After reading through many of the posts here on T Ching, I decided that the best way for me to broaden my tea experiences and tastes would be to acquire a gaiwan and experiment with Kung Fu style tea. Deciding that it would be more eco-friendly, I wanted to find one at a local thrift store. I was certain that I had seen such previously but at the time simply didn’t know what they were. So one afternoon, my husband and I set off on a thrift store adventure. FOUR thrift stores and tired feet later, we returned home with one pair of black suede knee-high boots, two toy lightsabers, a pair of rainbow furry costume wings, a teddy bear dressed as the Hulk, a long black lace peasant skirt, and a really awesome vintage teacup. But no gaiwan.
Realizing that continued thrift store quests would most likely only end up leading to more (unnecessary) spending, I decided to order one on Amazon. I scoured through the listings, trying to find a good combination of potential authenticity, price, Prime for free two-day shipping, size, and good reviews. I finally ended up choosing this pretty blue-green one with a koi on the lid (the listing image had a koi on the saucer as well, but mine does not) and ordered it.
Since today’s agenda consisted of little save laundry, it seemed the perfect day to try out the new gaiwan. After doing some reading on various articles and instructions online, I headed for the kitchen to give it a try. I picked out an oolong that I already own, Kali Cha by The Tao of Tea. In online instructions, tea quantities seemed to range from 2 tablespoons to 2/3 filling the vessel. I opted for somewhere in between, though closer to the latter.
My water is straight from a mineral-laden well and I don’t have a water filter, but I buy filtered water for my fish tank by the gallon. I poured some into a steel pot, as I didn’t feel like trusting the kettle since it’s full of mineral deposits from the tap water. While it was heating, I ran hot water over the gaiwan and a teacup to heat them, then spooned some tea. I panicked about just how much tea I was using, it feels like a lot! Once the water was boiling, I took it off the heat and stared at the tea for a minute, trying to remember what to do next. I poured the hot water into the gaiwan, dashed back and forth in the kitchen a couple times in a tizzy, then poured it into a cup and drank it.
I then poured more hot water over the tea leaves, let it sit long enough for me to put the pot in the rack and remind one of the cats that it was not yet dinner time, and then poured it into the cup and drank that. (Of course, once I got back to my computer I found that I should have poured out the first time as the “waking” rinse and only drunk the second.)
All the same, the first tasting was heavy and had some bitterness but was very flavorful. It reminded me of espresso, with its blend of sweetness, bitterness, and aromatic qualities. The second tasting started even more bitter, but with an almost delicate and floral finish.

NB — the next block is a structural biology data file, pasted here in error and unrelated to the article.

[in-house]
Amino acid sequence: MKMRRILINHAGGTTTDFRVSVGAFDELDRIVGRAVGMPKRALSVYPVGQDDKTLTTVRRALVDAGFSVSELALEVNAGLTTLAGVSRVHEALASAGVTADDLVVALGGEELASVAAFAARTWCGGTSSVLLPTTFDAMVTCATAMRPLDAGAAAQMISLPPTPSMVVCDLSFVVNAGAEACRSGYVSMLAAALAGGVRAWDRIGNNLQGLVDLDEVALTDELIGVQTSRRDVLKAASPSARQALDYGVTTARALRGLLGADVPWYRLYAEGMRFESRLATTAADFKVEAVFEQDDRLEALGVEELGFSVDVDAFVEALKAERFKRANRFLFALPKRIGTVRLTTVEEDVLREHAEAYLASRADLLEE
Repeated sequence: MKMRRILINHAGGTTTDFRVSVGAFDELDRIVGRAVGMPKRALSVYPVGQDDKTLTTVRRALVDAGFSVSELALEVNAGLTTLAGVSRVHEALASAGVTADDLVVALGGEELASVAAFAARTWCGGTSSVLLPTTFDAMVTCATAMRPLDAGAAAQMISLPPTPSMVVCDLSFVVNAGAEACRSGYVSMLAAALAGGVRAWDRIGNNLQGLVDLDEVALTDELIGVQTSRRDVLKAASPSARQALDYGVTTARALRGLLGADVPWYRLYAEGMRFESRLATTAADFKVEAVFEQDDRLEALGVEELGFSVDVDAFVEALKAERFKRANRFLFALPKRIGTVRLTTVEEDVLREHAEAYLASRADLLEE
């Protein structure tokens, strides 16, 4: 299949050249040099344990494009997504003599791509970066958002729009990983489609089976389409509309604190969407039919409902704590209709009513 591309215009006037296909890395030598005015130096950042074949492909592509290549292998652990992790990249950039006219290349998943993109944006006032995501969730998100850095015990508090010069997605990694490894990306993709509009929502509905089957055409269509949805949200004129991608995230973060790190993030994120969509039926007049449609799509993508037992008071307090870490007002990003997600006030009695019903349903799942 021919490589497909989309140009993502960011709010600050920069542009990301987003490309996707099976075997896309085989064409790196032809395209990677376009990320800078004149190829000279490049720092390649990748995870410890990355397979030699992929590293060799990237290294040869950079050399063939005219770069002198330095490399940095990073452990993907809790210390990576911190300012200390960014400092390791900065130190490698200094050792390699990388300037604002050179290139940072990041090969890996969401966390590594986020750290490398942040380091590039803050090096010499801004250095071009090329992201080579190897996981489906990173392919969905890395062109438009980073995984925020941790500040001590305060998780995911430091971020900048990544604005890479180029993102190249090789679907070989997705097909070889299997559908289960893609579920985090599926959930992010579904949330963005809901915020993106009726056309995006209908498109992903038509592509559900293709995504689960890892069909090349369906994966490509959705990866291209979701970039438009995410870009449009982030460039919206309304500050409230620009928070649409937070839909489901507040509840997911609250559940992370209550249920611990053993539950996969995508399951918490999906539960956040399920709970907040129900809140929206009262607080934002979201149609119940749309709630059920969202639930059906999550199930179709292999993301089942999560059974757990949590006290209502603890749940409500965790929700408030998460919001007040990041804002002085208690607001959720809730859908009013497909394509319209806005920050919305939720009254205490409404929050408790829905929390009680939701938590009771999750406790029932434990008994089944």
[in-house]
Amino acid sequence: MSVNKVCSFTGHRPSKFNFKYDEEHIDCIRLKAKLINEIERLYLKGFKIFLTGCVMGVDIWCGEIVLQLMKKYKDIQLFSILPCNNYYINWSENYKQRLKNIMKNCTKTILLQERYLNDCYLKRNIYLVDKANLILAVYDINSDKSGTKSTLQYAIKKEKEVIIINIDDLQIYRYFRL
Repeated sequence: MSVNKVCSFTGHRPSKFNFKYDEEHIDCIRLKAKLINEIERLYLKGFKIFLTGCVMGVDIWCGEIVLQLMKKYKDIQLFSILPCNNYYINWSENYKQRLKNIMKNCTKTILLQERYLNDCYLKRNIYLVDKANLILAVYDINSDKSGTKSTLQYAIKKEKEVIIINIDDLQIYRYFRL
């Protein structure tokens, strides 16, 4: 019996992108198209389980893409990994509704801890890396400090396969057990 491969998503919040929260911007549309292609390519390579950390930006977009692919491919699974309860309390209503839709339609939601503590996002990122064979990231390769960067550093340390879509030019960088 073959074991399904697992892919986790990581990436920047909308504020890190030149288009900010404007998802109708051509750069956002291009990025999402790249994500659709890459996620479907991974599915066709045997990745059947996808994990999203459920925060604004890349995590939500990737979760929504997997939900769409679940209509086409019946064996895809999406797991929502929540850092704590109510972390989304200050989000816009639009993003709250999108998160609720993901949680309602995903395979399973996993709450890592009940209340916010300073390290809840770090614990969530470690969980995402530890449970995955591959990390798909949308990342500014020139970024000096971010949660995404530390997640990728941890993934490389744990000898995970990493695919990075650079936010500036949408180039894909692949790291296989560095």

I am definitely looking forward to further experiments. Any advice is greatly appreciated!
Good for you. I know it takes time to master the pour but with consistence, you’ll be a pro in no time.Yes, pouring out the first rinse is a good idea. Also, I think you’re using too much tea. I’d bring it down to 1 spoonful – each tea is different so don’t be afraid to experiment. Same goes for time. I’d start out with minimal time – maybe 30 seconds and taste that. Then try 1 minute. Once you find the right time and measurement, you’ll know you’ve found it. Each new tea will require experimenting again. Remember that temperature is another key element – depending upon the type of tea you’re drinking. If the water is too hot – it will get bitter. Too cool and you won’t be able to fully enjoy the flavor. Keep trying and have fun.
Michele’s comments are pretty much what I was going to say; parameters vary by preference and by tea, and you can vary proportion (amount), timing, and water temperature to see what you like best. I don’t use full boiling point water for very many tea types but some people would use that for almost all teas. Some teas naturally work well with really short infusion times; sheng pu’er in general is like that, and Dan Cong oolong works well based on short infusions (and either boiling point water or a good bit cooler water; depends on the person). It’s rare but some teas do work out better brewed Western style. Usually it’s more the case that if there’s not really a difference for a type then it’s easier just easier (using Western style). It’s possible to use a version of Western style that is closer to Gong Fu parameters, to shift it to more a hybrid of the two, or to use a Gong Fu approach that’s not so far off Western brewing. It’s funny how people make a big deal of pouring out the tea, as if it’s hard to do and normal to get burned, but it’s not that tricky. One decent online reference for tea basics is the Mei Leaf videos on youtube, but really you’re going to be using trial and error with or without any research, so it wouldn’t change much.